The John Oxley Library has received a fascinating and very comprehensive collection regarding the life and medical career of Dr Errol Solomon Meyers. The collection includes photographs, correspondence and publications by and about Dr Meyers, a talented and ground-breaking surgeon, a gifted educator, and a founder of the medical school at the University of Queensland.
Errol Solomon Meyers was born in 1890 in South Brisbane, the son of Ernest Ralph Meyers, a dentist, who migrated from Liverpool, England, and practiced for a time in Brisbane. His mother was Savine Lenneberg, whose father, a native of Prussia, ran the Shakespeare Hotel in George Street. Errol’s father left the family to live in Western Australia, leaving his wife to raise their two young sons. She became the manageress of the Grand Hotel and later the Pacific Hotel at Southport. Errol attended the Southport State School, and later the Brisbane Grammar School. As he wished to study medicine the family moved to Sydney, as at the time there was no medical school in Queensland. His mother ran a guesthouse and Errol trained at Sydney University, graduating in 1915. He worked as a house physician, resident pathologist and Resident radiographer at Sydney Hospital.
In 1915 Dr Meyers returned to Queensland, working as resident medical officer at the Brisbane General Hospital. In 1916 he enlisted in the Australian Army Medical Corps, leaving Australia on the 10th May 1917 on board the HMAT Marathon. He served in France as regimental medical officer with the 41st Battalion, which later amalgamated with the 42nd Battalion. Later he was posted to the 11th Field Ambulance.
During the war he was twice gassed, with phosgene and then mustard gas. This had lasting repercussions on his health. After the war he undertook postgraduate training at the Seamen’s Hospital in Greenwich, England, returning to Brisbane in 1919 where he married and entered private practice. In 1921 he was employed as a visiting surgeon on the staff of the Brisbane General Hospital and took rooms in Ballow Chambers on Wickham Terrace. Dr Meyers specialised in the treatment of patients with cancers of the head and neck, pioneering ground-breaking surgical procedures and saving many patients who otherwise would have died.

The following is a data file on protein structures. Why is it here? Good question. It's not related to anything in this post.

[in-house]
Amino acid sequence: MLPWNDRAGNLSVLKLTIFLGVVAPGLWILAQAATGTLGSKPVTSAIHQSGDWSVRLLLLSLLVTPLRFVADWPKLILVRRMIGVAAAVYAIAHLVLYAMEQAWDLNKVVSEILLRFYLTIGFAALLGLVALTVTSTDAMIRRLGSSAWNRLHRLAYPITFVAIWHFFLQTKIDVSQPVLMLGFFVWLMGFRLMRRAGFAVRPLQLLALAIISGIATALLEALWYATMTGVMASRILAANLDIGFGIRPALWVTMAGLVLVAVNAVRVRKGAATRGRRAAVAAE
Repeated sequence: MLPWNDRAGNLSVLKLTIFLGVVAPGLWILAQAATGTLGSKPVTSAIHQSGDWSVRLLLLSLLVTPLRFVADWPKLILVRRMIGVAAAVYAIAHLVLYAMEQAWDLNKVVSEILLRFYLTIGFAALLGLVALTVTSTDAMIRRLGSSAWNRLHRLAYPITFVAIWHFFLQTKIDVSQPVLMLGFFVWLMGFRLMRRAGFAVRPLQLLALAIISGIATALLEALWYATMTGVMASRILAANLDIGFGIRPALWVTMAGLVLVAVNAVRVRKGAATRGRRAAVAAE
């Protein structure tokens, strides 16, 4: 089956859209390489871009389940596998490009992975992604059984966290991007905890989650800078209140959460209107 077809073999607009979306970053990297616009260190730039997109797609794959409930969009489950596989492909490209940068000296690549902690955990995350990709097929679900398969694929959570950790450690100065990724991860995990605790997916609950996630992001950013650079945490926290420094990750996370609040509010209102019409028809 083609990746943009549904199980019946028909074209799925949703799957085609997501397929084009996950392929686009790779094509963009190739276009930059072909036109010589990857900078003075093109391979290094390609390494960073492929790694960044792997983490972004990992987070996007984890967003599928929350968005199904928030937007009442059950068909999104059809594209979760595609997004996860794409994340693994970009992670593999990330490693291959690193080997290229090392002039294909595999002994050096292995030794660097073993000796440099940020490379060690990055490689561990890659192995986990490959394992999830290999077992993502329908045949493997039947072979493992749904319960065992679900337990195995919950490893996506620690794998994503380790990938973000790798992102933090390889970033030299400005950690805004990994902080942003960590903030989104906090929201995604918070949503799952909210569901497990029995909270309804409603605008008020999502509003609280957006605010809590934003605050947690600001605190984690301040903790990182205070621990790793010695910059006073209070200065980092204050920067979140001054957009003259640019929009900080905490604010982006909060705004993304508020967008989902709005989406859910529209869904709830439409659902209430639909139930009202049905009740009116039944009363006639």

Dr Meyers was also a leader in medical and dental education in Queensland and became the first licensed teacher of anatomy in the state. He established the first Anatomy School in Queensland which was situated in William Street, Brisbane, in a former bedding factory.
A teacher of singular ability and a gifted surgeon, Dr Meyers, fought long and hard for the establishment of a School of Medicine in Queensland, a triumph finally achieved on the 13th March 1936 when the Faculty of Medicine was inaugurated at the University of Queensland. E.S. Meyers was appointed lecturer in anatomy and was also tutor in surgery at the Brisbane General Hospital. In 1941 he was elected Dean of the Faculty of Medicine, a position which he held for the next twelve years. In 1946 he also assumed the duties of honorary professor of Social and Tropical Medicine.